January 21, 2006, 10:00 AM
but then, is it legal for the officers to use a false 911 call to gain entry to look for a suspect?

...

One thing I wonder, especially from this forum, if they had "stumbled" across something at my house that in and of itself might not be legal, would they be justified in charging me with a crime, even though they didn't have probable cause, and they used false pretenses to gain entry?


The police can give any story they want. If they had forced entry or entered without your permission it would be a different matter, but you permitted them to come in so they were there lawfully. They don't have an obligation to hide their eyes from any criminal wrongdoing they happen to see openly in your house.


I spoke with my neighbor and he said that they visited him after they left my house...and had a whole different story...they were looking for a parolee.


This might be the most important part. Your local servants didn't feel the need to BS your neighbor. You said you were new in town. This might be a good opportunity to get to know your sheriff etc. so they'll know they don't need to BS you, don't need to prowl around, don't need to arouse suspicion and create an us vs. them attitude across the internet and can count on you when they need help with a legitimate matter.

dfaugh
January 21, 2006, 11:14 AM
Having worked on computers for years, I have seen modems do some really weird things (thankfully most people are now using broadband!)... I'm quite sure that some false 911 calls have probably been generated by modems over the years...Not a high probability, but more than likely.

LawDog
January 21, 2006, 12:14 PM
If the police leave after a number of knocks with no answer and no phone pick up, then all will be OK.

You know, more than a couple of serial rapists in this area thought that exact same thing.

Victim managed to hit the 911 speed dial button. The rapist sure was hoping that if no one answered the return phone call, or the knocks on the door, that all would be okay.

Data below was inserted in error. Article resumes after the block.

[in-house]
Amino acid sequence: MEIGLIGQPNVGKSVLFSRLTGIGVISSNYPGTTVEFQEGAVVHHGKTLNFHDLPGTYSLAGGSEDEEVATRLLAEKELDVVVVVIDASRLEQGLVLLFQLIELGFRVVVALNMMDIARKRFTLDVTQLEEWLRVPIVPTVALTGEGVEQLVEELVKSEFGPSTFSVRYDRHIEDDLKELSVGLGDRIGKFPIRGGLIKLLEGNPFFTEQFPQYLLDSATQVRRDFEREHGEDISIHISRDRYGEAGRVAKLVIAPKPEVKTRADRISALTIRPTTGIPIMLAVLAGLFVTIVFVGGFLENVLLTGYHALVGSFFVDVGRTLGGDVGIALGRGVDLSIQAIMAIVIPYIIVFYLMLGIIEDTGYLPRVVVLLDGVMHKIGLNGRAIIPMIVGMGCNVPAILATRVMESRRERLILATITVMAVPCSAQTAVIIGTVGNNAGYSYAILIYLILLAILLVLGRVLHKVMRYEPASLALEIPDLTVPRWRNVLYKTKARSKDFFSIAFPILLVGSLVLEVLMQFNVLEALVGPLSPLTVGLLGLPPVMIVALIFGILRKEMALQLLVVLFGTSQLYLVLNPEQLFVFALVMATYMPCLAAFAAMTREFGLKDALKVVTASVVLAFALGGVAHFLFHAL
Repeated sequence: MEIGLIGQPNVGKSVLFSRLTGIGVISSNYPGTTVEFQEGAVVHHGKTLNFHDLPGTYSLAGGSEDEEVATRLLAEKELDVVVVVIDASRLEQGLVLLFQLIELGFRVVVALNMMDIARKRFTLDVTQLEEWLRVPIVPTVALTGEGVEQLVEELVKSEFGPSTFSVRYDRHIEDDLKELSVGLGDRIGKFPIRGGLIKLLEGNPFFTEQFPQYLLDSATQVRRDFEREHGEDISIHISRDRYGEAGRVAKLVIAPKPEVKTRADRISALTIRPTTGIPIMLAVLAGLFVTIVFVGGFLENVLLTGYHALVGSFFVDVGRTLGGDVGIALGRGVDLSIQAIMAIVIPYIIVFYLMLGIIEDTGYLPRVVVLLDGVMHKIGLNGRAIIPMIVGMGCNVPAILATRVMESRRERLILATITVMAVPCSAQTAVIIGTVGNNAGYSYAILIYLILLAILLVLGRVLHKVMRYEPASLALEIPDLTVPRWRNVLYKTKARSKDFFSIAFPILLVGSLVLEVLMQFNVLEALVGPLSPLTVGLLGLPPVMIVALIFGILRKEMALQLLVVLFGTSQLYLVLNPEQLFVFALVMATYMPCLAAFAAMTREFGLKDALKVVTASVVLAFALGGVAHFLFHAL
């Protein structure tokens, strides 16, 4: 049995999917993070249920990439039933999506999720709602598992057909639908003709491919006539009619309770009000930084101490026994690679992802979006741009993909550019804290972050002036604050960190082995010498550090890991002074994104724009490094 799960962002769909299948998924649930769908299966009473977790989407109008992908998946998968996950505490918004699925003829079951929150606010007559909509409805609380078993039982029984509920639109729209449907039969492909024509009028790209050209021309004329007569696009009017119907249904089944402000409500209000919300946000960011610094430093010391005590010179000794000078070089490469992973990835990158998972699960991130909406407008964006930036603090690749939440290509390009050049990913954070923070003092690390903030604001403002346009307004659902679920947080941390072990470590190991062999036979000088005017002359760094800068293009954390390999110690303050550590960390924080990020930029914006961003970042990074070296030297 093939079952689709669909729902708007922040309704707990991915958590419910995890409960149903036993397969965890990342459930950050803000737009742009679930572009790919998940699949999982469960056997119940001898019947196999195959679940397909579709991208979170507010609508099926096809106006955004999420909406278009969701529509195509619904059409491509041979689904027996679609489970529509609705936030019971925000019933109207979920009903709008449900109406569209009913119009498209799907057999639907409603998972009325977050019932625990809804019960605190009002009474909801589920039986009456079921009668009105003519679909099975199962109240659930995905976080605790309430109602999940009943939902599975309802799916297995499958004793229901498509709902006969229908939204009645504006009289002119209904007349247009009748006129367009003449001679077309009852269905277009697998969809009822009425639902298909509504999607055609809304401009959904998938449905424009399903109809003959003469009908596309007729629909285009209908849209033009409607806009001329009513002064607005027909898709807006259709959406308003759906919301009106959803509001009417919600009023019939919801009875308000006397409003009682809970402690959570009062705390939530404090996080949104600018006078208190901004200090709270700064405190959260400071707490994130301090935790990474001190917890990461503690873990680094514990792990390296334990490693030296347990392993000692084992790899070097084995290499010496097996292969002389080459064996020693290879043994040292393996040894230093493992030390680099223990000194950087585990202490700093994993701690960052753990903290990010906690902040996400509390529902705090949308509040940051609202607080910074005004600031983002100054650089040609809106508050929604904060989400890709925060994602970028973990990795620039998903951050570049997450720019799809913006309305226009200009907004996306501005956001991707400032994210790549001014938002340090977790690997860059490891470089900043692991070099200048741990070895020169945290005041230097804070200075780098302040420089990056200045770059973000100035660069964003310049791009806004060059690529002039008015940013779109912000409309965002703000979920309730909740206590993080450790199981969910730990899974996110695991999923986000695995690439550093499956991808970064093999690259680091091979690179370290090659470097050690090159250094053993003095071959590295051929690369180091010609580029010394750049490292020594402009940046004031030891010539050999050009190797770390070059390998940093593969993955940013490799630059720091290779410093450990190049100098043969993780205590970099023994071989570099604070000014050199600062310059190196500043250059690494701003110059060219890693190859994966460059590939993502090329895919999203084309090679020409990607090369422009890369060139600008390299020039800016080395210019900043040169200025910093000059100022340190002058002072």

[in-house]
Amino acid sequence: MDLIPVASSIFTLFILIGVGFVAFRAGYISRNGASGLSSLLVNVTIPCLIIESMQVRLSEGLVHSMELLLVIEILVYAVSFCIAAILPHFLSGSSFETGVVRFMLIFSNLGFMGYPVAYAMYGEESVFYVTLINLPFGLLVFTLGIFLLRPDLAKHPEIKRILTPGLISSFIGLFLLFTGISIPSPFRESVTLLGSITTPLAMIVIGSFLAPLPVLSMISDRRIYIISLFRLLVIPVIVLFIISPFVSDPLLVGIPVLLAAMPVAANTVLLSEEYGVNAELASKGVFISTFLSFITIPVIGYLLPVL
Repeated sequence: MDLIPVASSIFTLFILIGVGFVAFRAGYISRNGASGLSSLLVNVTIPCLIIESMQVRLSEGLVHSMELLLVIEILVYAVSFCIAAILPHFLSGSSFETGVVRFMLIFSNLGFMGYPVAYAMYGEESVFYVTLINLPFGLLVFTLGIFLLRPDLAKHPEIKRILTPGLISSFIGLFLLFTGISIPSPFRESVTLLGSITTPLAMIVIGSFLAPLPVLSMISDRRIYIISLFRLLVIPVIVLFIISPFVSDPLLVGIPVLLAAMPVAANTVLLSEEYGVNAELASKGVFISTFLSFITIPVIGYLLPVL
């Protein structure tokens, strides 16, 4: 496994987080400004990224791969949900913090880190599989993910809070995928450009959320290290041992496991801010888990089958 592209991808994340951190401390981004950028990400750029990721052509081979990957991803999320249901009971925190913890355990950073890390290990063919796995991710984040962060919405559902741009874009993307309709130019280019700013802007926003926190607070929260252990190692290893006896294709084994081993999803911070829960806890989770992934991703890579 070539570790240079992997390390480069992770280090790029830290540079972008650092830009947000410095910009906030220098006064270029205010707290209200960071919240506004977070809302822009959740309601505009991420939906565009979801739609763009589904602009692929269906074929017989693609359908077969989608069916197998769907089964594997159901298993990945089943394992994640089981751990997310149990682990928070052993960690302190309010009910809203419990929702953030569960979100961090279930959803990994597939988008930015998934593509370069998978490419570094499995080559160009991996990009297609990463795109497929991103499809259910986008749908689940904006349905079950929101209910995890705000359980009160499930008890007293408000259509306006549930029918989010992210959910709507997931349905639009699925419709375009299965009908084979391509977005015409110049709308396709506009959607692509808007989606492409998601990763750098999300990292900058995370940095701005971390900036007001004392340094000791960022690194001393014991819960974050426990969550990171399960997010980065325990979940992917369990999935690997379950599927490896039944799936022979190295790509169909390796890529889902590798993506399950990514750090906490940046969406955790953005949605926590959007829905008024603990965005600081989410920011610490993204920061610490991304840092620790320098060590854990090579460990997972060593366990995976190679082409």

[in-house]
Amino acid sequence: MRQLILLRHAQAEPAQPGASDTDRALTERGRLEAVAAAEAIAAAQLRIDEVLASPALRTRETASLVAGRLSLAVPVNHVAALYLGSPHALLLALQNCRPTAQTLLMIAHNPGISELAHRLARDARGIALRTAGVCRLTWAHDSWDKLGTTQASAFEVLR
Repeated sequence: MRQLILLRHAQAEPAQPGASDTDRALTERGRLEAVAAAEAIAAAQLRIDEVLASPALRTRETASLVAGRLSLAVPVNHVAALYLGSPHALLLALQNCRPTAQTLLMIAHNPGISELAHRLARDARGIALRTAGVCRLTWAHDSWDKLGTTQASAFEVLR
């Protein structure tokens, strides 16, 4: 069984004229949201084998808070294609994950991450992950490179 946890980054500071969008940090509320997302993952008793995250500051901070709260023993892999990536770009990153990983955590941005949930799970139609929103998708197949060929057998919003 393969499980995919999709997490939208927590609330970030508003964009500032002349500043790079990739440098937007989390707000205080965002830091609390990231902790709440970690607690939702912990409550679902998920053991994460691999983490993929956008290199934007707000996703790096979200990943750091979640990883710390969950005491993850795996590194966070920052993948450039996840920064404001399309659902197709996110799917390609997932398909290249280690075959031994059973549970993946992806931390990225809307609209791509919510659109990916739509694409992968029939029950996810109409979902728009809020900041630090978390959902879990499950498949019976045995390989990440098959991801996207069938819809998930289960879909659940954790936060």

LawDog

DeputyVaughn
January 21, 2006, 12:18 PM
False 911 calls are not that uncommon in my county. When it rains we get 911 (open line) calls to vacant lots where mobile homes have been removed. Water gets in the cut phone line and shorts something out.

We also get the "kids playing with the phone" a bit too.

However, every now and then there is a real problem and someone is hiding it. I had a 911 call to a residence on a Saturday afternoon that was such a call. I knocked on the door and a man answered with a beer in his hand. His son (about 18 years old) was on the couch and it looked like they were simply watching the football game. I asked if anyone else was in the house and he told me his wife was asleep in the back room. I told him I needed to see her before I would leave. That's when he got antsie. He told me to leave and started to shut the door. I put my foot in the door and entered the residence. He and his son began blocking me from going further. After a short struggle they were in cuffs in my car and being watched by my backup unit. When I got to the back room I found a woman bleeding from her ears and nearly unconscious. She wouldn't say he had beat her but it was pretty obvious. She was scared to death of him.

The man and his son were charged with domestic violence and resisting arrest. They argued unreasonable search but I won in court. They promised and appeal but I never heard from the circuit court.

The whole point is sometimes the officer at the door is not the bad guy. A little patience and honesty on everybody's part will usually resolve the situation to everyones satisfaction.

Scott

rabidgoldfish
January 21, 2006, 04:38 PM
This is funny, I was messing around with my phone that is supposed to have gps capibility and you had to dial a specific number to get your position. I dialed the number and got 911, ooops. The cops didn't send anyone out but it was one of those :scrutiny: moments for me.

TallPine
January 21, 2006, 06:34 PM
When I was going to college I worked as an accounting intern in the only local hospital. For some reason that I am unclear about now, apparently 911 calls came directly to the hospital as well as the police dispatch.

Anyway, one day there was a 911 call from the child of one of the hospital employees asking his/her mother where the peanut butter was? :D

That lady was sure embarrassed! :o